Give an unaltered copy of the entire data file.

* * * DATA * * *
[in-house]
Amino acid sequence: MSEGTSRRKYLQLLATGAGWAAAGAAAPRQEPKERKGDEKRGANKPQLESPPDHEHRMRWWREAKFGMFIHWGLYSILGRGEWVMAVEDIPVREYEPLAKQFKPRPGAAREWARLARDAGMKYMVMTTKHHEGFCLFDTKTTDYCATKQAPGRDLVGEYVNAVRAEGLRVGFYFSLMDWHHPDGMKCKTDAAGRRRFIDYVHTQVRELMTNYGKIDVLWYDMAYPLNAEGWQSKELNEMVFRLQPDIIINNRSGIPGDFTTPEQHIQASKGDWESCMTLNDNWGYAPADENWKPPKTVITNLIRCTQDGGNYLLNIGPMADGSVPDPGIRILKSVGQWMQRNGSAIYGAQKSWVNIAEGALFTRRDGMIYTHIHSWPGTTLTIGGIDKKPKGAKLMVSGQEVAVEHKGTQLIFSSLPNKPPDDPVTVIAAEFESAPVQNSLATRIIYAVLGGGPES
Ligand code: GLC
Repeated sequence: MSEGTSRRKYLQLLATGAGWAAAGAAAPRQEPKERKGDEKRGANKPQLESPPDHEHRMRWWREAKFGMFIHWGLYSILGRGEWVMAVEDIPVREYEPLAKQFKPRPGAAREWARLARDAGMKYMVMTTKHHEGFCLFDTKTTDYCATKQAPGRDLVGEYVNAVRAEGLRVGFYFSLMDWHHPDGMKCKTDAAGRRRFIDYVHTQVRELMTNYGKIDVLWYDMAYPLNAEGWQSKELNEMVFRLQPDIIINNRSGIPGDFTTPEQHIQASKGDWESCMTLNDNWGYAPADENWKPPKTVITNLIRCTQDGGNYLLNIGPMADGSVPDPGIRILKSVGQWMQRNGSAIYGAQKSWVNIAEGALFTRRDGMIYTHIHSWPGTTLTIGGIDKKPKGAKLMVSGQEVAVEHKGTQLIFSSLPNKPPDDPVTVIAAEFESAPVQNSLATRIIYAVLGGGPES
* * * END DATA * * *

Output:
[in-house]
Amino acid sequence: MSEGTSRRKYLQLLATGAGWAAAGAAAPRQEPKERKGDEKRGANKPQLESPPDHEHRMRWWREAKFGMFIHWGLYSILGRGEWVMAVEDIPVREYEPLAKQFKPRPGAAREWARLARDAGMKYMVMTTKHHEGFCLFDTKTTDYCATKQAPGRDLVGEYVNAVRAEGLRVGFYFSLMDWHHPDGMKCKTDAAGRRRFIDYVHTQVRELMTNYGKIDVLWYDMAYPLNAEGWQSKELNEMVFRLQPDIIINNRSGIPGDFTTPEQHIQASKGDWESCMTLNDNWGYAPADENWKPPKTVITNLIRCTQDGGNYLLNIGPMADGSVPDPGIRILKSVGQWMQRNGSAIYGAQKSWVNIAEGALFTRRDGMIYTHIHSWPGTTLTIGGIDKKPKGAKLMVSGQEVAVEHKGTQLIFSSLPNKPPDDPVTVIAAEFESAPVQNSLATRIIYAVLGGGPES
Ligand code: GLC
Repeated sequence: MSEGTSRRKYLQLLATGAGWAAAGAAAPRQEPKERKGDEKRGANKPQLESPPDHEHRMRWWREAKFGMFIHWGLYSILGRGEWVMAVEDIPVREYEPLAKQFKPRPGAAREWARLARDAGMKYMVMTTKHHEGFCLFDTKTTDYCATKQAPGRDLVGEYVNAVRAEGLRVGFYFSLMDWHHPDGMKCKTDAAGRRRFIDYVHTQVRELMTNYGKIDVLWYDMAYPLNAEGWQSKELNEMVFRLQPDIIINNRSGIPGDFTTPEQHIQASKGDWESCMTLNDNWGYAPADENWKPPKTVITNLIRCTQDGGNYLLNIGPMADGSVPDPGIRILKSVGQWMQRNGSAIYGAQKSWVNIAEGALFTRRDGMIYTHIHSWPGTTLTIGGIDKKPKGAKLMVSGQEVAVEHKGTQLIFSSLPNKPPDDPVTVIAAEFESAPVQNSLATRIIYAVLGGGPES